The procedures further provide that no individual factor standing alone necessarily determines the weight of the medical evidence and that careful analysis of medical evidence should allow for resolution of most issues without resorting to a referee. FECA Procedure Manual, Part Two, Chapter 2-810-11, Practical Consideration in Weighing Medical Evidence.
Here, ECAB determined that Dr. Adams' report constituted the weight of the medical evidence because it was the most reliable and probative evidence on the question of whether Avedis "continued to have any disability for his position as an economist that is causally related to his federal employment." ECAB June 20, 1997 Decision and Order. Moreover, ECAB found that the medical reports of Drs. Harrison and Altshuler were of insufficient probative value to equal or outweigh the opinion of Dr. Adams. Dr. Adams provided a thorough report of his findings upon an extensive examination, noted the lack of objective findings from diagnostic studies, and provided convincing rationale for his conclusion. In contrast, ECAB found that the reports of Drs. Harrison and Altshuler failed to address the same issue of whether or not Avedis was disabled from performing his job as an economist, and that therefore these reports were of diminished probative value. Dr. Harrison's report merely stated that plaintiff was disabled from performing "manual labor."
The Secretary's established procedures for evaluating the weight of medical evidence before determining whether reference for an additional medical examination represent at a minimum a plausible interpretation of the meaning of the term a "disagreement" as employed in § 8123(a).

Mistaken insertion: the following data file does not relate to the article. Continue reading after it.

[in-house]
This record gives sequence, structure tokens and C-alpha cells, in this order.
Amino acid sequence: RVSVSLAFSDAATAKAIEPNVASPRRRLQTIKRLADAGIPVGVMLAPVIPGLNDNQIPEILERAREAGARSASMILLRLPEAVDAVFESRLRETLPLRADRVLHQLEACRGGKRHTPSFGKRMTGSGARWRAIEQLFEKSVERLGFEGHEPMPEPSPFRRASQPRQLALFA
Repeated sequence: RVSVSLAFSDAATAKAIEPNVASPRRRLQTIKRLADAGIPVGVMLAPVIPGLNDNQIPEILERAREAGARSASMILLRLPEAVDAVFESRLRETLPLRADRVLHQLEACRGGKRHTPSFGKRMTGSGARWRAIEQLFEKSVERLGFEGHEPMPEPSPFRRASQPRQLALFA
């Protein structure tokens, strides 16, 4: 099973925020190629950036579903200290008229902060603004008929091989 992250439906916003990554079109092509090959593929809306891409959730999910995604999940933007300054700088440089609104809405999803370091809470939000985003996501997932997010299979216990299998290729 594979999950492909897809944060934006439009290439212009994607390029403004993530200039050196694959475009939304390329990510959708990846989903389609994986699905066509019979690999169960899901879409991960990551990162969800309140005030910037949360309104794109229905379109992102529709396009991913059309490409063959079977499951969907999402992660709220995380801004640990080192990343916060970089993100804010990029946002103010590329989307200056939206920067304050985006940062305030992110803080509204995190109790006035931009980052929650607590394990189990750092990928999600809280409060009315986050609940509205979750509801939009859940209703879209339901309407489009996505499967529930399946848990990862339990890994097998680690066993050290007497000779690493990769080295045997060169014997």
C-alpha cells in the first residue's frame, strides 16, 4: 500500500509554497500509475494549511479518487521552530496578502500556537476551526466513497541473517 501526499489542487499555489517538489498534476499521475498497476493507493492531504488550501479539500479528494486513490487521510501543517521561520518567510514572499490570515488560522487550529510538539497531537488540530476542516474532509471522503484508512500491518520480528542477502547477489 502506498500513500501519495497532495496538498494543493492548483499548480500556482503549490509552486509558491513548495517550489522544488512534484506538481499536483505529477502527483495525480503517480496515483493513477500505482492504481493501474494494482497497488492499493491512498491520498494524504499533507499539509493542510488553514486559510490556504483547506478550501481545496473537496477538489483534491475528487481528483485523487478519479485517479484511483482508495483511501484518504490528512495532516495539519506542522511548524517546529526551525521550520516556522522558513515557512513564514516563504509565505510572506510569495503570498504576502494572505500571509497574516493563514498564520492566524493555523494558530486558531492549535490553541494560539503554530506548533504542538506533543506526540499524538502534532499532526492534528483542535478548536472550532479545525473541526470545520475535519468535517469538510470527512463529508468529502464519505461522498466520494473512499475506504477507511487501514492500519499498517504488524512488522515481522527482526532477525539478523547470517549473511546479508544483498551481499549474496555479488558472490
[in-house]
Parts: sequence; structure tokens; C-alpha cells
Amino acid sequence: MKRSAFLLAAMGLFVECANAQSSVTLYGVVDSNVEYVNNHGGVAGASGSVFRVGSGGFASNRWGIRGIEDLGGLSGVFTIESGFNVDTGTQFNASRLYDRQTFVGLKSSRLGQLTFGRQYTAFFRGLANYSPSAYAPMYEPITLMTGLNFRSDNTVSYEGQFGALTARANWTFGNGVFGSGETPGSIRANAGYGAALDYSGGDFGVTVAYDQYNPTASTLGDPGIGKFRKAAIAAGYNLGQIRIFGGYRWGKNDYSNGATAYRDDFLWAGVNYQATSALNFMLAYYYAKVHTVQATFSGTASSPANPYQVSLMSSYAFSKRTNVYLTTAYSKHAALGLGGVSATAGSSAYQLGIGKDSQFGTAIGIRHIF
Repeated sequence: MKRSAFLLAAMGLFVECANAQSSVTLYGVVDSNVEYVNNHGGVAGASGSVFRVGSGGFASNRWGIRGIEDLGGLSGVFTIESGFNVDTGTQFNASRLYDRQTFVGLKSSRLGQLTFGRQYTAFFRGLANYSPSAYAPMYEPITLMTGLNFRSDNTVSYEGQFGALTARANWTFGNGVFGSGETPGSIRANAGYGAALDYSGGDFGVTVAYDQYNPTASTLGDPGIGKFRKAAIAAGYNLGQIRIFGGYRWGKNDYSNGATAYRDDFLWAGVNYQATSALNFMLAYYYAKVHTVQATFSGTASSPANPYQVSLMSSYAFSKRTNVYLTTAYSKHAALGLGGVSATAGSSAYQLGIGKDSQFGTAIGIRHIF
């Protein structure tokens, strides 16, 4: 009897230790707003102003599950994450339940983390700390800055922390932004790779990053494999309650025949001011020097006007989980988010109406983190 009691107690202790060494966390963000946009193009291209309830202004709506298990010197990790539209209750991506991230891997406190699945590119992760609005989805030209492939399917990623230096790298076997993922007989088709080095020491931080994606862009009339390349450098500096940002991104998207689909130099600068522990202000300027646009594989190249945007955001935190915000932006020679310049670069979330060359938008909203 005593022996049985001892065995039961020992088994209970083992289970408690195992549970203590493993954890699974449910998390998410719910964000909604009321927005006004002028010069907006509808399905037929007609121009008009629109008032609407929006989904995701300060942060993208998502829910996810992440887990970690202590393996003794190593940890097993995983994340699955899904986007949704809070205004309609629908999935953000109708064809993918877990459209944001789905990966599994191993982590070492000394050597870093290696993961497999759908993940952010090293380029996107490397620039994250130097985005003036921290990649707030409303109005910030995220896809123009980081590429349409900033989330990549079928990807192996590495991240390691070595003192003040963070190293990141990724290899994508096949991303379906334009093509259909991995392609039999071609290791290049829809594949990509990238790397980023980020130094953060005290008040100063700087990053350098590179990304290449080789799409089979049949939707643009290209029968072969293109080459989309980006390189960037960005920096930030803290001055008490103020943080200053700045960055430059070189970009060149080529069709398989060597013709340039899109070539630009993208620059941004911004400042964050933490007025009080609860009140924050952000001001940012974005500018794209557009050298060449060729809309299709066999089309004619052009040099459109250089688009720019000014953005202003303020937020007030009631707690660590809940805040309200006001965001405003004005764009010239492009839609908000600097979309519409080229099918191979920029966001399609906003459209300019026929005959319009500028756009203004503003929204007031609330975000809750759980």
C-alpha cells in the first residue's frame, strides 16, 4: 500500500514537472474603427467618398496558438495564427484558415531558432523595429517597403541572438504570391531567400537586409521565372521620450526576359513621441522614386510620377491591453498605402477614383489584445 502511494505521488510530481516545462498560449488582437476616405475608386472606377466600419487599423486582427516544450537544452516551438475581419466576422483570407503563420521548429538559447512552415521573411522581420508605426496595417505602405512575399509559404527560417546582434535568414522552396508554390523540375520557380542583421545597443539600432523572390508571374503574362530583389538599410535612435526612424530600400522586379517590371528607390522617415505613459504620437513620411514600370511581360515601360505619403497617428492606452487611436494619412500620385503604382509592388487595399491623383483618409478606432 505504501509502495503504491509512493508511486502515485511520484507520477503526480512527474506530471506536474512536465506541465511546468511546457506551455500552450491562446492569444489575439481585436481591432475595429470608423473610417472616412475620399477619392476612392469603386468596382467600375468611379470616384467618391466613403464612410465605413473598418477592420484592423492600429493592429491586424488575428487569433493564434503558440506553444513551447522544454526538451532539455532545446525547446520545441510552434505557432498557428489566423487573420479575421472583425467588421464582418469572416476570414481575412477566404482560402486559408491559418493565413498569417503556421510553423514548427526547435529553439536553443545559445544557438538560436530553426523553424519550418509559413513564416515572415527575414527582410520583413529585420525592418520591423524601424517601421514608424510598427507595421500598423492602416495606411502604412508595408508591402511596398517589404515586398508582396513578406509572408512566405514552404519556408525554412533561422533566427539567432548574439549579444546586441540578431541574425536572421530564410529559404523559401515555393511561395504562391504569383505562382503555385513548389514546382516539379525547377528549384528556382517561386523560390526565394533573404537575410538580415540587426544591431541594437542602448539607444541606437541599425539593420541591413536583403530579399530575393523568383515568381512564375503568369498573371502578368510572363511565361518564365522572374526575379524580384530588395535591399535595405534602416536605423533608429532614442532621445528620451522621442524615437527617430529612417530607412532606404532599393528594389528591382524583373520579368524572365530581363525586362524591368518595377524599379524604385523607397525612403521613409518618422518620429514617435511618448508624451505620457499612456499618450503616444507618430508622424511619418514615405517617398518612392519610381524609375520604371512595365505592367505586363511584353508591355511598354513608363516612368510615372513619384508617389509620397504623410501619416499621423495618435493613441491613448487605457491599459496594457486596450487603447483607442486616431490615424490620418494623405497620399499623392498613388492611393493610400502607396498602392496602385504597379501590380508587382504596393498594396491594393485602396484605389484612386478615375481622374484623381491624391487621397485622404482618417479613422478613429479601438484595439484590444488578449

To conclude that there is a "clear statutory mandate" for the Secretary to refer any federal employee to an additional medical examination whenever an employee presents any medical opinion in some way disputing some or all of the initial medical report obtained by the Government, regardless of the comparative weight of each opinion, is inconsistent with the FECA's broader statutory scheme of affording an efficient administrative scheme for the payment of compensation without courts' involvement.
Were Avedis' reading of FECA adopted, OWCP would be required to send a claimant for a referee examination based upon any "conflict" between a Board-certified specialist providing a well-rationalized opinion and a non-specialist who may have merely checked a box on a form indicating the presence of causal relationship or disability without providing any explanation.
The Secretary's procedures and the ECAB constitute a plausible interpretation of § 8123(a) which facilitates the continued administration of the FECA program in a fair and efficient manner and do not constitute a violation of a clear statutory mandate. The Secretary's procedures for weighing medical evidence embodies a policy choice associated with disability decisions which has entirely within her discretion to make. 5 U.S.C. §§ 8145, 8149; see Rodrigues, 769 F.2d at 1347-48. Accordingly, here, as in Hanauer, there has been no violation of a clear statutory mandate and the Secretary is entitled to summary judgment dismissing the complaint for failing to state a cause of action.
Leave is granted to the parties to move or set aside within twenty (20) days the grant of summary judgment upon the submission of any additional materials.
It is so ordered.
New York, N. Y.
November 18, 1998
ROBERT W. SWEET